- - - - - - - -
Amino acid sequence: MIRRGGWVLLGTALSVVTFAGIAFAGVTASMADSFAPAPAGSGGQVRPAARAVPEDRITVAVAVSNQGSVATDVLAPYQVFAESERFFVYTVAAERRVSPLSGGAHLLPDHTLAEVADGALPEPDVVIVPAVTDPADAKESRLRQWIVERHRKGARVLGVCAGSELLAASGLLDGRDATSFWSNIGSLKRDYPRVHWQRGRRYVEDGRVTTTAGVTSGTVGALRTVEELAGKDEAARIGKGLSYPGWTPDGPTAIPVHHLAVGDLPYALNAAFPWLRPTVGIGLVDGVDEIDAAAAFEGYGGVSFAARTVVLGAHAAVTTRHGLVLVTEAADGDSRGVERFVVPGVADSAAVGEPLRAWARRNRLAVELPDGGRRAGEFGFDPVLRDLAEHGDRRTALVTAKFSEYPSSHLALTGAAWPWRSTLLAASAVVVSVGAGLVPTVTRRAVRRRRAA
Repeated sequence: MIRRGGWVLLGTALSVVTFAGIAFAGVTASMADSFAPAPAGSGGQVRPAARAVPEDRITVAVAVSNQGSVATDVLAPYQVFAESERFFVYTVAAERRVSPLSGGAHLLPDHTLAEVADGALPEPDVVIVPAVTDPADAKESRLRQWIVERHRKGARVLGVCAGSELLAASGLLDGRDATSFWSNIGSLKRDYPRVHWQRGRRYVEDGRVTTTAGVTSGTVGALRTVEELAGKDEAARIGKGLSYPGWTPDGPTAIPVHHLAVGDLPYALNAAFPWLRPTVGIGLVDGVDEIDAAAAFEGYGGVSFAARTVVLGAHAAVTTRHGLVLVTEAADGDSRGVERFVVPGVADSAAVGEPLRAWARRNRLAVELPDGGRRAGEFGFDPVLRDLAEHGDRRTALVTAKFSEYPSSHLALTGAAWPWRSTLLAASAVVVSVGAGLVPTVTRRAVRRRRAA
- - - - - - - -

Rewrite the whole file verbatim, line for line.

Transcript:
Amino acid sequence: MIRRGGWVLLGTALSVVTFAGIAFAGVTASMADSFAPAPAGSGGQVRPAARAVPEDRITVAVAVSNQGSVATDVLAPYQVFAESERFFVYTVAAERRVSPLSGGAHLLPDHTLAEVADGALPEPDVVIVPAVTDPADAKESRLRQWIVERHRKGARVLGVCAGSELLAASGLLDGRDATSFWSNIGSLKRDYPRVHWQRGRRYVEDGRVTTTAGVTSGTVGALRTVEELAGKDEAARIGKGLSYPGWTPDGPTAIPVHHLAVGDLPYALNAAFPWLRPTVGIGLVDGVDEIDAAAAFEGYGGVSFAARTVVLGAHAAVTTRHGLVLVTEAADGDSRGVERFVVPGVADSAAVGEPLRAWARRNRLAVELPDGGRRAGEFGFDPVLRDLAEHGDRRTALVTAKFSEYPSSHLALTGAAWPWRSTLLAASAVVVSVGAGLVPTVTRRAVRRRRAA
Repeated sequence: MIRRGGWVLLGTALSVVTFAGIAFAGVTASMADSFAPAPAGSGGQVRPAARAVPEDRITVAVAVSNQGSVATDVLAPYQVFAESERFFVYTVAAERRVSPLSGGAHLLPDHTLAEVADGALPEPDVVIVPAVTDPADAKESRLRQWIVERHRKGARVLGVCAGSELLAASGLLDGRDATSFWSNIGSLKRDYPRVHWQRGRRYVEDGRVTTTAGVTSGTVGALRTVEELAGKDEAARIGKGLSYPGWTPDGPTAIPVHHLAVGDLPYALNAAFPWLRPTVGIGLVDGVDEIDAAAAFEGYGGVSFAARTVVLGAHAAVTTRHGLVLVTEAADGDSRGVERFVVPGVADSAAVGEPLRAWARRNRLAVELPDGGRRAGEFGFDPVLRDLAEHGDRRTALVTAKFSEYPSSHLALTGAAWPWRSTLLAASAVVVSVGAGLVPTVTRRAVRRRRAA